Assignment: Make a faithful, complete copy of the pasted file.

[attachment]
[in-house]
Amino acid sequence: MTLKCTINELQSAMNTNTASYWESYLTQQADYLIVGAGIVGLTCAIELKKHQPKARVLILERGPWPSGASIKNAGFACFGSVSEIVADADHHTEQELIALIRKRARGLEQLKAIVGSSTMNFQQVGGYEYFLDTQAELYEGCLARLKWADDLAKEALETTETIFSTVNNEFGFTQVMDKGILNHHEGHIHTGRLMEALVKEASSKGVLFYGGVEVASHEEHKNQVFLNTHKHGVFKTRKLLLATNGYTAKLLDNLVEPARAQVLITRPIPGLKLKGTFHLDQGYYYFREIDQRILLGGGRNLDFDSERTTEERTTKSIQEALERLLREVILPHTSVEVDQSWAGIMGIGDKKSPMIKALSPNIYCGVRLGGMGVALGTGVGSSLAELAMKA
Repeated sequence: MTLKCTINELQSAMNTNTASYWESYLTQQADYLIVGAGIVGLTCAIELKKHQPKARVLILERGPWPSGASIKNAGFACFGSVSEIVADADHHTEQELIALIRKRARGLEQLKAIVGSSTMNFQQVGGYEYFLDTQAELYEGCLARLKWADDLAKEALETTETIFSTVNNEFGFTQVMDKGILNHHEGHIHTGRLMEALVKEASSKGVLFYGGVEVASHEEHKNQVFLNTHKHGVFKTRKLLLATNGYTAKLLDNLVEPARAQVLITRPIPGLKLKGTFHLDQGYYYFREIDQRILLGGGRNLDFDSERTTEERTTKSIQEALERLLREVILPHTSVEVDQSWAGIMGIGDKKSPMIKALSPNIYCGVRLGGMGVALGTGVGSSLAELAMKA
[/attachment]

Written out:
[in-house]
Amino acid sequence: MTLKCTINELQSAMNTNTASYWESYLTQQADYLIVGAGIVGLTCAIELKKHQPKARVLILERGPWPSGASIKNAGFACFGSVSEIVADADHHTEQELIALIRKRARGLEQLKAIVGSSTMNFQQVGGYEYFLDTQAELYEGCLARLKWADDLAKEALETTETIFSTVNNEFGFTQVMDKGILNHHEGHIHTGRLMEALVKEASSKGVLFYGGVEVASHEEHKNQVFLNTHKHGVFKTRKLLLATNGYTAKLLDNLVEPARAQVLITRPIPGLKLKGTFHLDQGYYYFREIDQRILLGGGRNLDFDSERTTEERTTKSIQEALERLLREVILPHTSVEVDQSWAGIMGIGDKKSPMIKALSPNIYCGVRLGGMGVALGTGVGSSLAELAMKA
Repeated sequence: MTLKCTINELQSAMNTNTASYWESYLTQQADYLIVGAGIVGLTCAIELKKHQPKARVLILERGPWPSGASIKNAGFACFGSVSEIVADADHHTEQELIALIRKRARGLEQLKAIVGSSTMNFQQVGGYEYFLDTQAELYEGCLARLKWADDLAKEALETTETIFSTVNNEFGFTQVMDKGILNHHEGHIHTGRLMEALVKEASSKGVLFYGGVEVASHEEHKNQVFLNTHKHGVFKTRKLLLATNGYTAKLLDNLVEPARAQVLITRPIPGLKLKGTFHLDQGYYYFREIDQRILLGGGRNLDFDSERTTEERTTKSIQEALERLLREVILPHTSVEVDQSWAGIMGIGDKKSPMIKALSPNIYCGVRLGGMGVALGTGVGSSLAELAMKA